Bristol-Myers Squibb and ZymoGenetics to collaborate on hepatitis C compound Bristol-Myers Squibb and ZymoGenetics, Inc. Have announced a worldwide collaboration for PEG-Interferon lambda, a novel type 3 interferon currently in Phase Ib development for the treatment of Hepatitis C, and its related development program more . Under the conditions of the collaboration, Bristol-Myers Squibb decided to pay ZymoGenetics an upfront money payment of $85 million for the development and commercialization rights to PEG-Interferon lambda, also to pay an additional license fee of $20 million in 2009 2009. ZymoGenetics could receive additional payments of up to $430 million based on pre-defined advancement and regulatory milestones for PEG-Interferon lambda in Hepatitis C, up to $287 million in advancement and regulatory milestones for other potential indications, and up to $285 million based on pre-defined sales-based milestones.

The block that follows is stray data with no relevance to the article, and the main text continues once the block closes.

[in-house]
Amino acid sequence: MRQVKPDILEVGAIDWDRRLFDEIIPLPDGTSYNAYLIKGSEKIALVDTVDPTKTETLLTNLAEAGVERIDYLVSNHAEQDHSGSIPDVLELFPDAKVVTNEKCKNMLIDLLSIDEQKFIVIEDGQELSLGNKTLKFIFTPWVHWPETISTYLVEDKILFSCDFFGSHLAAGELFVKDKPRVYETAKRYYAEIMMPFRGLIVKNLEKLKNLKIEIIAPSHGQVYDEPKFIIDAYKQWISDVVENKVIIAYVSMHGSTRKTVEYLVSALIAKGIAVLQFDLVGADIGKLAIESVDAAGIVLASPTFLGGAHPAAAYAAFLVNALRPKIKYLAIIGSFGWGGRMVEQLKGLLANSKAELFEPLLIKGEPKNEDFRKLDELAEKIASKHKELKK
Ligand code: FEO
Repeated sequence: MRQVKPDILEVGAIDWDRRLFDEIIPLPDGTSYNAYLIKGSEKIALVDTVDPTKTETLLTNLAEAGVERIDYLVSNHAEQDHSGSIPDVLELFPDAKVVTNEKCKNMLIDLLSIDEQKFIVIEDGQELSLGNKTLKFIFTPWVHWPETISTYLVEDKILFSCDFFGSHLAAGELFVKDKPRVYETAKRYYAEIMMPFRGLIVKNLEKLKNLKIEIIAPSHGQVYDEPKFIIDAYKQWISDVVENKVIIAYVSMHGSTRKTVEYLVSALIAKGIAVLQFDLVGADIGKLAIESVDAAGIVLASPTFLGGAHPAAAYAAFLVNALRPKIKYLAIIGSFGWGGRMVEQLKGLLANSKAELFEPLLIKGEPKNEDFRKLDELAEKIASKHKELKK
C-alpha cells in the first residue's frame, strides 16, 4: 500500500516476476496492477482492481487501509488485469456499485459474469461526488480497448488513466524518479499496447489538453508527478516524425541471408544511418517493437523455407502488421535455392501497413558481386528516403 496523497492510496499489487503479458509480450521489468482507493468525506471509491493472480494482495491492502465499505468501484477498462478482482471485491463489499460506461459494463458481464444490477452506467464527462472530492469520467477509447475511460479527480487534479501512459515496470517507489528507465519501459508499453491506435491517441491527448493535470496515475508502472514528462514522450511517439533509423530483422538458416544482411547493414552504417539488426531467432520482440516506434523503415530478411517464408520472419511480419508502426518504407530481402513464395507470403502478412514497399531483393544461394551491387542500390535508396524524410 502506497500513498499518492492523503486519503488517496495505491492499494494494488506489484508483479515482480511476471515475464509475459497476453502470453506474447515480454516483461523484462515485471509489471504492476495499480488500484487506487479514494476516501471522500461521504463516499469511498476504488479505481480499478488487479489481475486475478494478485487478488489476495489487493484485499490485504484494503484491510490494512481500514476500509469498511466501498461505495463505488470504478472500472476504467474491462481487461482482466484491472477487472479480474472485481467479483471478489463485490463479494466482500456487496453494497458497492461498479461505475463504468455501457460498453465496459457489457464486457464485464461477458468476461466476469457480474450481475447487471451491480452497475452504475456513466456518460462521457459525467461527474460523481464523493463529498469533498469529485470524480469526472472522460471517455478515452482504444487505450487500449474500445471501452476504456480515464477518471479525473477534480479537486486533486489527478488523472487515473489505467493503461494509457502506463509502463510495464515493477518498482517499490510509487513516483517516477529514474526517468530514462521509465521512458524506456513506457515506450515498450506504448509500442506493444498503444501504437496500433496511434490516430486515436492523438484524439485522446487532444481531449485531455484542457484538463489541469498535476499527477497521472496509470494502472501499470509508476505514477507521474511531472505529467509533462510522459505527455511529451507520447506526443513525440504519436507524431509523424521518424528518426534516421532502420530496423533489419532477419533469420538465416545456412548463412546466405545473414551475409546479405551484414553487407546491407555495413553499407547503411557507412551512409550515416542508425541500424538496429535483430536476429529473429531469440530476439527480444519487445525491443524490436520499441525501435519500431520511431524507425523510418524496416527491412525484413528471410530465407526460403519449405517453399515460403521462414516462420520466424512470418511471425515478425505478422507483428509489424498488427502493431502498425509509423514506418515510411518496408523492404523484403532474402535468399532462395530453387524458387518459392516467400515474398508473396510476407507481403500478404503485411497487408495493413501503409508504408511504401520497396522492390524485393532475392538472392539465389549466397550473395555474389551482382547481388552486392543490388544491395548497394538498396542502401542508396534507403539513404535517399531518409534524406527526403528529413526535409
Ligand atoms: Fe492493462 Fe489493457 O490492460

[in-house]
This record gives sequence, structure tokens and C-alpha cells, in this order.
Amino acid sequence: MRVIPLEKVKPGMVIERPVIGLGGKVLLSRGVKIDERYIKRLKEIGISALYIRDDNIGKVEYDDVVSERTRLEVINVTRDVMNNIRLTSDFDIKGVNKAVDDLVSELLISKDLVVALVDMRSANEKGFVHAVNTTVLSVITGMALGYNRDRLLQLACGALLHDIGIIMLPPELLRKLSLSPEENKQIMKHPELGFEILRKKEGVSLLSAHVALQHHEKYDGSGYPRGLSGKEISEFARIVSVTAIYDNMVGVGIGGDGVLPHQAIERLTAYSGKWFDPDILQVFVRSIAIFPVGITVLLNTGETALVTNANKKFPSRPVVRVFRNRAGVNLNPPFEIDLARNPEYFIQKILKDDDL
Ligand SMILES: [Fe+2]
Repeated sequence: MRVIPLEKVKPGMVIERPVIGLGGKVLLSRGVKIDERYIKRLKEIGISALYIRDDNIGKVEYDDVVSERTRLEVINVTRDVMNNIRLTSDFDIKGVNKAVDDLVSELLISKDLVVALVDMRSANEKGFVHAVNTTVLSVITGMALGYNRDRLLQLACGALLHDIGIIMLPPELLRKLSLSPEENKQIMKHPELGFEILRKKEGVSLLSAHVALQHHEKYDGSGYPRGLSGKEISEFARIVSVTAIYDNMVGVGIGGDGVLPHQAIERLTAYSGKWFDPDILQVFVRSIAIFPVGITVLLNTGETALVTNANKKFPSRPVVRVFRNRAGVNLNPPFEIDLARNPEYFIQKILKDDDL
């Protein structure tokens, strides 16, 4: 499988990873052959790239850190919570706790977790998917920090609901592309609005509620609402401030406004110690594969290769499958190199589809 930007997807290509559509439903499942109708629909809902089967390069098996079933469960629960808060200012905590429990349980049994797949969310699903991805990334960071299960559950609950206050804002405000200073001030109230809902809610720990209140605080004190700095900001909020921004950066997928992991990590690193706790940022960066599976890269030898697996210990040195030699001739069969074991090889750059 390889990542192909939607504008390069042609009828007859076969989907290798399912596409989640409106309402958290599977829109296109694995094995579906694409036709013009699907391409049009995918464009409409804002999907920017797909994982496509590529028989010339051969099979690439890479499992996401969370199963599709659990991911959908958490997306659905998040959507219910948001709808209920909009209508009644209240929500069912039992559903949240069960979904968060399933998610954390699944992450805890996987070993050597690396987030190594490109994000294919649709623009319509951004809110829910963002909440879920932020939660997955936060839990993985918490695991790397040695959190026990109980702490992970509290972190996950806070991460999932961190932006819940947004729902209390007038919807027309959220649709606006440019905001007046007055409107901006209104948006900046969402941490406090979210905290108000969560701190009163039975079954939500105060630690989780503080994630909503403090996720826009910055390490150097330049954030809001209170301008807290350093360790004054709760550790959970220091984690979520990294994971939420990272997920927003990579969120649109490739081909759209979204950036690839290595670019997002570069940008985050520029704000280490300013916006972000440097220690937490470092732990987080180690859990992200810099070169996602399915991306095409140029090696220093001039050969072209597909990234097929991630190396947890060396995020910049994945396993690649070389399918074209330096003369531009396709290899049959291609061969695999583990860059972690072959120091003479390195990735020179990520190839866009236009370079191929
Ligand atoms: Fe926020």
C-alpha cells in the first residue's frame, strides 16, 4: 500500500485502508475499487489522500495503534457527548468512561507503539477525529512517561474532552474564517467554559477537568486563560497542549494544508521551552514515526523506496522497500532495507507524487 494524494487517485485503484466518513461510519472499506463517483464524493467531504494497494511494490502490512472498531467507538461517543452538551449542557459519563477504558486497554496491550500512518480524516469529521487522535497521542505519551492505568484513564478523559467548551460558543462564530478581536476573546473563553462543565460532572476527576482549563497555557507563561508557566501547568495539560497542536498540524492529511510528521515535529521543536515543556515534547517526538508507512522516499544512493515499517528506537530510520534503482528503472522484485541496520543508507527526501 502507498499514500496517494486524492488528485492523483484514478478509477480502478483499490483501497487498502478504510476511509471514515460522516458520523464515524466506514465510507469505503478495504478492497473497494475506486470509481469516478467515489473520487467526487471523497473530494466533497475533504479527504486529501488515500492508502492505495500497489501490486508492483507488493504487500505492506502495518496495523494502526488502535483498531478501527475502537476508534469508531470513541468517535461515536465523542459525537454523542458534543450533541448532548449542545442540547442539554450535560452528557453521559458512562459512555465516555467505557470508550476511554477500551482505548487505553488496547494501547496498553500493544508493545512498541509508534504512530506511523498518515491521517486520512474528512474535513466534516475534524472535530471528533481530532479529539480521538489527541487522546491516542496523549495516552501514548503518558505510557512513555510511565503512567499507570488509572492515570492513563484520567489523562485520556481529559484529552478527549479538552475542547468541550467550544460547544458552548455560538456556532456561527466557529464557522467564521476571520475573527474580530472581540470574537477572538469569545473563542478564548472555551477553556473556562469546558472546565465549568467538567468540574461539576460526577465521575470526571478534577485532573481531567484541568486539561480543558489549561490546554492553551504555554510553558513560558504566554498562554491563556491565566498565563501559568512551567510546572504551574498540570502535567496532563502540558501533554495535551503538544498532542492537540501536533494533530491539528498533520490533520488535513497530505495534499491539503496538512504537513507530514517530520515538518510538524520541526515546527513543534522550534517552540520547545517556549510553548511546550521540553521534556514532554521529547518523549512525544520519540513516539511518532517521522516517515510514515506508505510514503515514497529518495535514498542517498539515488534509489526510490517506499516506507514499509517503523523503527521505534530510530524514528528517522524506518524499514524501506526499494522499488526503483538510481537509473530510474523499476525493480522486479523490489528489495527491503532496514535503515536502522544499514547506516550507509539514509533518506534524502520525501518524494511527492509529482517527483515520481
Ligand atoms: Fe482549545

The European research also found that caesarean section delivery, infant prematurity, and maternal history of injection drug use were not connected with HCV transmission. The entire rate of transmission of the virus from infected mother to child was 6.2 % in the European study and 3.6 % in the U.S. Research. Our results strongly claim that women should not be offered an elective caesarean section or discouraged from breastfeeding based on hepatitis C infection by itself, said Pier-Angelo Tovo, MD, the lead author of the European study.S. Authors. In an accompanying editorial, R. Palmer Beasley, MD, of the University of Texas at Houston, emphasized the European study’s novel obtaining of a gender difference in transmission rates and suggested that higher HCV rates in female newborns may be because of excess mortality in contaminated men in utero.